Tag Archives: tort

Towards a Tort of Political Negligence: Political Deceit, Political Misrepresentation and the Brexit Conundrum

Dr Hamiisi J Nsubuga

PhD (Law), LLM, PGDL, LLB. 

Lecturer in Law, Law School, Middlesex University London, UK.

 

Introduction

The tort of negligence can be defined as negligentlyor carelessly causing damage or injury to someone, who may in turn hold the perpetrator liable for such injury or damage. In 1932, the historical case of Donoghue v Stevenson[1]marked the birth of the modern tort of negligence. In this case, the House of Lords (HL) had identified that the doctrine of privity[2]in contract lawprevented Mrs Donoghue from initiating a claim against the defendant in contract, hence, the formulation of the neighbour test (discussed below) and the tort of negligence.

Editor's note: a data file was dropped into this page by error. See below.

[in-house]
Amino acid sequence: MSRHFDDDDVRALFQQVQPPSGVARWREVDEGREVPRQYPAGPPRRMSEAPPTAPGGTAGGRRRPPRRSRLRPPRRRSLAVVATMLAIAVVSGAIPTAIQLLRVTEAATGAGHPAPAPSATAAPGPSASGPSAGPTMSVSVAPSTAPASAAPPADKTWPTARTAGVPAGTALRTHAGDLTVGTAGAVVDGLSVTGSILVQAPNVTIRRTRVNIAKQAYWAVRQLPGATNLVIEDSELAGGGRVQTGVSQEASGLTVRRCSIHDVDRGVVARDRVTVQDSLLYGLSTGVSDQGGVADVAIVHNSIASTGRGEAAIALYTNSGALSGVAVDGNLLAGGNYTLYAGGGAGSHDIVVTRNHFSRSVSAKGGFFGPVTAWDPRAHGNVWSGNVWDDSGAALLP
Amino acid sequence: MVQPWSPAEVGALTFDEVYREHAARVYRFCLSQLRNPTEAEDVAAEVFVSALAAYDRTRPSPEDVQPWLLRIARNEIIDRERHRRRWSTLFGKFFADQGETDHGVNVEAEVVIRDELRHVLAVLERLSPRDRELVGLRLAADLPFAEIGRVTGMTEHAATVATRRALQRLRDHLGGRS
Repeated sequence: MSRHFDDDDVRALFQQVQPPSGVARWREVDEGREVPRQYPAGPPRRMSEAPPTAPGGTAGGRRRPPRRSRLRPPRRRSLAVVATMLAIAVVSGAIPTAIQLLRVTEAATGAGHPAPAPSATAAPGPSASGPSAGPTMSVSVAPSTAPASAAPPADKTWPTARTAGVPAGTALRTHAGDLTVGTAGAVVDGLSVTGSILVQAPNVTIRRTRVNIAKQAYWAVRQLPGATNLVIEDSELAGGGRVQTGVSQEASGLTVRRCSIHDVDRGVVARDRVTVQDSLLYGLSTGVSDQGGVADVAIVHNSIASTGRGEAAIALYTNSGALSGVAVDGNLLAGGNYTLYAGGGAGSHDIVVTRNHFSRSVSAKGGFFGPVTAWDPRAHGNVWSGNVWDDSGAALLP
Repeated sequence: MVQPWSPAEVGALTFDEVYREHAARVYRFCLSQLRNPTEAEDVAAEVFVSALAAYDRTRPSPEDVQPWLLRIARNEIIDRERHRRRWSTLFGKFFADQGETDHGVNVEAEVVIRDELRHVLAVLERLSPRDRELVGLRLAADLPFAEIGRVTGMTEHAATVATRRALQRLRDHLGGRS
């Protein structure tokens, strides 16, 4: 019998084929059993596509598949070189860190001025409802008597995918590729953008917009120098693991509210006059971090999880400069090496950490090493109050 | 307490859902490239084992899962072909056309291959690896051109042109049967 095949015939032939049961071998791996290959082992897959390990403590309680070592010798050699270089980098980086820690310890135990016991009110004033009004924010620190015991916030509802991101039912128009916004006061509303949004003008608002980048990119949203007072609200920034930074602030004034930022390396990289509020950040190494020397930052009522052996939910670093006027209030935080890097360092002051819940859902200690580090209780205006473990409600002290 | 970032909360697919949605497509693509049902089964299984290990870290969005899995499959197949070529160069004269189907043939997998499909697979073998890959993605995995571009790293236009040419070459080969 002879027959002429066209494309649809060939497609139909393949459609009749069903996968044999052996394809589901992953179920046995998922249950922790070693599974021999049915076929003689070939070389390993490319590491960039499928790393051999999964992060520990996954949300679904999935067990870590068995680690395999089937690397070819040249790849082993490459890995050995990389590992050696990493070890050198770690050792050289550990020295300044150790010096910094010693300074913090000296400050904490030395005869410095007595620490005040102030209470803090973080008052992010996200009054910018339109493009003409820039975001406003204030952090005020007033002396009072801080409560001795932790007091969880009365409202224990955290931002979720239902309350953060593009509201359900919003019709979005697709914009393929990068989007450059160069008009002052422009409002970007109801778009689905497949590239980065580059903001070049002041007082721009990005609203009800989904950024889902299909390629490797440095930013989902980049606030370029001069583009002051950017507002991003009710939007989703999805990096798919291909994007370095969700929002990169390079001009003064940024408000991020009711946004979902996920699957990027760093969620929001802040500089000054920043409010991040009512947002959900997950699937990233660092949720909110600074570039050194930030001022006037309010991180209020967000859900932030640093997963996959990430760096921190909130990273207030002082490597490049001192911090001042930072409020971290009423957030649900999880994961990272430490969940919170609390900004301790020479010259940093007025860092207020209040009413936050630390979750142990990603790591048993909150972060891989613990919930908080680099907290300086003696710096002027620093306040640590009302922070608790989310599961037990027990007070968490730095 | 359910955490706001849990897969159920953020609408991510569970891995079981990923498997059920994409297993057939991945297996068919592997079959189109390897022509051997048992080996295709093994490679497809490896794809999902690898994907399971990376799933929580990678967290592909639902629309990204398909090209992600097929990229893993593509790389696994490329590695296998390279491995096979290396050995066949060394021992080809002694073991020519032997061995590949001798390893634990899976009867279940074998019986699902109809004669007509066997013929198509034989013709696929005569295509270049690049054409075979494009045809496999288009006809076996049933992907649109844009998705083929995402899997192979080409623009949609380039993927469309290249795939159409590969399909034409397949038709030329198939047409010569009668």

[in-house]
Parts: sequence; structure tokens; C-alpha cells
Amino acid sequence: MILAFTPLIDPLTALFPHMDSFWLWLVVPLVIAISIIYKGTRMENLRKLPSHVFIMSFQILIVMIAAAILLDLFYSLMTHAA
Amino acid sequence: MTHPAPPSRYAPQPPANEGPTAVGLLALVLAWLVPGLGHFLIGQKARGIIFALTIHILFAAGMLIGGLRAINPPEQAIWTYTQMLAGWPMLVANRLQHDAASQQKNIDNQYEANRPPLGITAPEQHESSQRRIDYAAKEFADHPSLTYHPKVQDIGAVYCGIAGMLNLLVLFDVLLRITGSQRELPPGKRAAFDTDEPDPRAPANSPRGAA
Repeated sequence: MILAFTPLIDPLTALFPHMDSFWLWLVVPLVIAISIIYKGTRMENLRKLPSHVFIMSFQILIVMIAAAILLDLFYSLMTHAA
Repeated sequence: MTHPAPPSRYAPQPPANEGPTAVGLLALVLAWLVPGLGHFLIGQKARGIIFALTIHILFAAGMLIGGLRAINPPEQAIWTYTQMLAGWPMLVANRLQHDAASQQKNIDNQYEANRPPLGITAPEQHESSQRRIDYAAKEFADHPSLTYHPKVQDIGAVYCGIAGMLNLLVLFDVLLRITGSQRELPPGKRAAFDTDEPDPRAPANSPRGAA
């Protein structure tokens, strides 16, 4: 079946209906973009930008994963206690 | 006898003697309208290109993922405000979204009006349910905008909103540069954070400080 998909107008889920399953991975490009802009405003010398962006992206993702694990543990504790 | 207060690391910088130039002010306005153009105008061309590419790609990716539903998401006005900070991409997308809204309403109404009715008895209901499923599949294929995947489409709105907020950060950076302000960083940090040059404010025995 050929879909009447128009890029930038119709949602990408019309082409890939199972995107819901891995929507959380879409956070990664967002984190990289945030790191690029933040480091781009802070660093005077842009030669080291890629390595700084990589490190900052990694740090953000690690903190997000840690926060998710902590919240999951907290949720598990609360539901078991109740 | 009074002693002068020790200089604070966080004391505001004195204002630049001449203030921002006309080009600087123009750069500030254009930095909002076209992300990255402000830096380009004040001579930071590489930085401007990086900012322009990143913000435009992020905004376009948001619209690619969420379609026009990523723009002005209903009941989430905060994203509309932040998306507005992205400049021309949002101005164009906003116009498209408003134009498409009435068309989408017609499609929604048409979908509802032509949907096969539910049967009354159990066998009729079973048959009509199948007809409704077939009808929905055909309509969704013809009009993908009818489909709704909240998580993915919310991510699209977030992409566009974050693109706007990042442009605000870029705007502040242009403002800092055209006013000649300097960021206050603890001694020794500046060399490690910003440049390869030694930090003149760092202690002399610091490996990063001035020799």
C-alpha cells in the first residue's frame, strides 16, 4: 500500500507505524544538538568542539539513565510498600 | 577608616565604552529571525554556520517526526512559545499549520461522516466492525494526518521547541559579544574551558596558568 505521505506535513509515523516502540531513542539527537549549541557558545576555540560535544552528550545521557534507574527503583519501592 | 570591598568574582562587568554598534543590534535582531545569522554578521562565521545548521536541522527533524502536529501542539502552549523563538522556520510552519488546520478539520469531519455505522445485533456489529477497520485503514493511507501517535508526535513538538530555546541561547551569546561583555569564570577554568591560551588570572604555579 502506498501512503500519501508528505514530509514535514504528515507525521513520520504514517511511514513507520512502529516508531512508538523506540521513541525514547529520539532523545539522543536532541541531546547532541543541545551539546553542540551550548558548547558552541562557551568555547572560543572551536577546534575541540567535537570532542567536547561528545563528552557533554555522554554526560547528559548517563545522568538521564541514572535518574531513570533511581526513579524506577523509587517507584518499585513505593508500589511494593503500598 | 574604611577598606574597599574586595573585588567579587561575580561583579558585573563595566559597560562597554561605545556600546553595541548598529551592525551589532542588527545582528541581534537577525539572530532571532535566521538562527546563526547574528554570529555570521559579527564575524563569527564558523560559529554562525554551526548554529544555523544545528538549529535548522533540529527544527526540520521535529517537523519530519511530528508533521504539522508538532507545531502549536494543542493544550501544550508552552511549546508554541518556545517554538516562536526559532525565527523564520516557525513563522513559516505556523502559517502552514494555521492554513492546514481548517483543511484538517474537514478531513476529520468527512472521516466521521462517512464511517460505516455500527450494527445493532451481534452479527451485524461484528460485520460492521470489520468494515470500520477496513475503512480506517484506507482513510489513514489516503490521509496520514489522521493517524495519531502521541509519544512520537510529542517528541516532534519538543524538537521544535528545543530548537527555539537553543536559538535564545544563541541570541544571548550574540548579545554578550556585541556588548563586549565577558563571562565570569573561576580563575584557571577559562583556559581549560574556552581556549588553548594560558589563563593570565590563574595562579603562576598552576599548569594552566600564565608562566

To initiate a claim for negligence, the claimant must satisfy the test that was established in Donoghue namely:

 

  1. Defendant owed victim a Duty of care
  2. Defendant breached that Duty of Care
  3. Causation – the defendant’s breach of duty of care in factor legally, caused the claimant’s damage or harm.

 

The HL established in Donoghue that some professionals or classes of peoples owe a duty of care to other people who are proximate to them or their services. For example, medical professionals owe a duty of care to their patients,[3]employers owe a duty of care to their employees, [4]manufacturers owe a duty of care to customers / consumers,[5]as well as occupiers to patrons[6]among others. This begs the question, do politicians owe a duty of care to voters or electorates?

 

This post discusses the current political debate born out of Brexit and the plethora of discontent voiced by voters.[7]It will conclude by calling for the introduction of the tort of political negligence such that politicians, like other professionals can be held liable in tort of negligence for bad faith misstatements, misrepresentation of facts or political lies they make during political campaigns that influence voters to vote in favour of their political ambitions.